The ending left me a bit befuddled:  the story had started to become increasingly implausible, and not just because she was talking about someone owning a Siamese cat mix years before Siamese were imported to the US.  While I do enjoy a book with fantastical elements, this one gave very little hint of any such leanings until near the end.  I also wondered quite a bit about the heroine and her lack of curiosity about some things, such as the exact circumstances of her uncle’s death and her failure to follow up on some fairly important questions.  Still, I’ve read worse books and I’ll give the sequel a chance. I’ve had other authors make a false start or two before hitting his or her stride.
If you like books about San Francisco, especially ones that deal with the early history, a plucky heroine, antiques, and cats, give How To Wash A Cat a try and let me know what you think.

Murder Past Due by Miranda James also has an atypical cat, but Diesel the Maine Coon is closer to the cats I’ve known. (He looks a bit like my Elmer, but Diesel is MUCH brighter.) He doesn’t solve any mysteries but he does walk on a leash and seems a perfectly amiable sort. Diesel’s human is Charlie Harris, a good-natured librarian who works in the archives of a local college in sleepy Athena, Mississippi and volunteers at his local library.  Charlie’s beloved wife has died, as has his elderly aunt, and his children are grown and living out of state.  Justin, the 18 year old son of a friend of Charlie’s, has moved in as a boarder.  Justin’s a good kid, but there’s obviously something on his mind lately.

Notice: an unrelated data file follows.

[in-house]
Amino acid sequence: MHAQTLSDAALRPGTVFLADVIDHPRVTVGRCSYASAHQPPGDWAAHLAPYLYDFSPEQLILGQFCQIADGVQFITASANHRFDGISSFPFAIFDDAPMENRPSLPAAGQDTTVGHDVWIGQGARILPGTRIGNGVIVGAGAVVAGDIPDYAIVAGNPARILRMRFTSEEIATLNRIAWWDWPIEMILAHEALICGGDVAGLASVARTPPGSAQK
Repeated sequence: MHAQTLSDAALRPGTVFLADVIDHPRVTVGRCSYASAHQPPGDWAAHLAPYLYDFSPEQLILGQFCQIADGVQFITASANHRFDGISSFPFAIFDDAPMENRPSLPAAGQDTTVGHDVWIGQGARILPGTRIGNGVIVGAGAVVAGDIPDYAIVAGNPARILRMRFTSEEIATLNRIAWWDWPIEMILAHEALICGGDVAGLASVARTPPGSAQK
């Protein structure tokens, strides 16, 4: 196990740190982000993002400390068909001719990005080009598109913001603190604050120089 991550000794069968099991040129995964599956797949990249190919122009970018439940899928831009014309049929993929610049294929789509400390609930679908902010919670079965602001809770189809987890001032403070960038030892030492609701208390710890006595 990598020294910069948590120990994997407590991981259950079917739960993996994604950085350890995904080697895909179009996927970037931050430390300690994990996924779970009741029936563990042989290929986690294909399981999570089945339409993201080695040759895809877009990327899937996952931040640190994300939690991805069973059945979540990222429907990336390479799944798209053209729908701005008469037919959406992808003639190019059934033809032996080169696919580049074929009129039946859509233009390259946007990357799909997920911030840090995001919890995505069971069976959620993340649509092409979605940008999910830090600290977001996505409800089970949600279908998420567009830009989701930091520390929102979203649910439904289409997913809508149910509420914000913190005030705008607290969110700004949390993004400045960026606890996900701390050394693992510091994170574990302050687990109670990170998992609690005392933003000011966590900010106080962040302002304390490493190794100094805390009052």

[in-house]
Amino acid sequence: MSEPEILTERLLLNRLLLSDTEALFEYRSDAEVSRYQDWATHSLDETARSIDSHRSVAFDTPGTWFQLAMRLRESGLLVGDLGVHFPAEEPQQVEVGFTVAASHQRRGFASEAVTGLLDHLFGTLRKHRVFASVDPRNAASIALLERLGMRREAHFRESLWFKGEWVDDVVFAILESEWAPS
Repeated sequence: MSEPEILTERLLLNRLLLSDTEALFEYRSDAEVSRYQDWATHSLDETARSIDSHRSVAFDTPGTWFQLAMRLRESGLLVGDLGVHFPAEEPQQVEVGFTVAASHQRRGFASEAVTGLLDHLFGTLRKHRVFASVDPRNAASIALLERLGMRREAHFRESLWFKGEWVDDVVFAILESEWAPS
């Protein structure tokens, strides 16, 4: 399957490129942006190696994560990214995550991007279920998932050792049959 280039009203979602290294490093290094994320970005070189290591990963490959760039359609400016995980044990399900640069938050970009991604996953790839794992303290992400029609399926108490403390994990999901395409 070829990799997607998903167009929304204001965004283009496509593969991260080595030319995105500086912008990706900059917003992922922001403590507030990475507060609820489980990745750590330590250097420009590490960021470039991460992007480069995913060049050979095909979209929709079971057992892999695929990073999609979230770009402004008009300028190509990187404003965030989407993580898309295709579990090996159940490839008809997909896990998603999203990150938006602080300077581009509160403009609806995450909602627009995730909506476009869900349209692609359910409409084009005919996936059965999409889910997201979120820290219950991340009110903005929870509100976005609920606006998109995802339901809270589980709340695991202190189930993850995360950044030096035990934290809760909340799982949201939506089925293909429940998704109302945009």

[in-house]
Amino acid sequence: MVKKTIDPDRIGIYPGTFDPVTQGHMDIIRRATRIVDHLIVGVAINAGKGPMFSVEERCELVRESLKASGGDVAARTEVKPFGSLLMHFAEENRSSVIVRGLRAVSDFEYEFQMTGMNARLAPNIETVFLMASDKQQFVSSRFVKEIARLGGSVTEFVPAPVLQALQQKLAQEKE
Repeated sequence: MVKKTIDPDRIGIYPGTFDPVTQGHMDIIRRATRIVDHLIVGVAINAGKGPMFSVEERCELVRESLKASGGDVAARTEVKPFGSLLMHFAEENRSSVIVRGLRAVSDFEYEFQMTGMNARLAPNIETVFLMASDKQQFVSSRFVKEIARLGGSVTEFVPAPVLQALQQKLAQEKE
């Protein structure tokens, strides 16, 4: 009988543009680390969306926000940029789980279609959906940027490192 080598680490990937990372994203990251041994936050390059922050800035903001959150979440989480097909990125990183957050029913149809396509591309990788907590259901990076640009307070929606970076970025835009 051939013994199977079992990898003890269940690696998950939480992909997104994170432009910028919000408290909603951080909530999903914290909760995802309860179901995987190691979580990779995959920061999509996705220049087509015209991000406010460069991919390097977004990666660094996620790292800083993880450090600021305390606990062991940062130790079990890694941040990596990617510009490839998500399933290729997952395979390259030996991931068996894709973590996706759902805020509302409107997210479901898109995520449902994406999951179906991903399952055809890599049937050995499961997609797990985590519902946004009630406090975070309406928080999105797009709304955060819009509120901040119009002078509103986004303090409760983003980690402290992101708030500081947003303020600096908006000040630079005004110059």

This relatively tranquil scene is upset by the appearance of Godfrey Priest, a former classmate of Charlie’s who has become a best-selling author of thrillers.  Charlie remembers Godfrey as being arrogant, condescending and obnoxious, and it becomes obvious that success hasn’t really changed him.   Still, it’s a bit of a surprise when Godfrey turns up dead.  Things get even worse when it appears Justin may be a suspect, and Charlie feels he needs to do a bit of sleuthing on his own to get to the truth.

I found Murder Past Due to be much more enjoyable and not just because the author apparently does know her way around a library.  I liked Charlie.  He seems the sort of solid, dependable person who is the backbone of most small towns.  Some reviewers found him to be too staid, too set in his ways;  I didn’t agree, but that may be because I am too staid and set in my ways. The setting was gently Southern:  recognizable, but the author didn’t feel the need to have someone whip up a pot of grits or have a possum amble by every second page or so. It was also rather refreshing to have a cozy mystery with a male protagonist.   I have to say, though, that the part which impressed me most was the way Charlie and the deputy worked—or didn’t work—together.  In most amateur sleuth series, if the police and the sleuth aren’t friends, then the police are portrayed as idiots.  In this book, while the deputy was a bit stiff and impatient, she was open to help within reason and she was careful to explain to Charlie why some of his good intentions went awry:  things like chain of evidence, for example.  For me, this was a satisfying mystery with companionable characters and a comfortable setting.   I’ll be looking forward to the sequel.

There are some other new cat mystery series I'll be reviewing as soon as I complete a few steps. Step one:  Find where I put the books.  Step two:  Read books.  Step one will probably take longer than step two...

Elmer practices posing, just in case.
 There are copies of both books available in our system.  If you need help locating or reserving them, please check with the folks at Reference.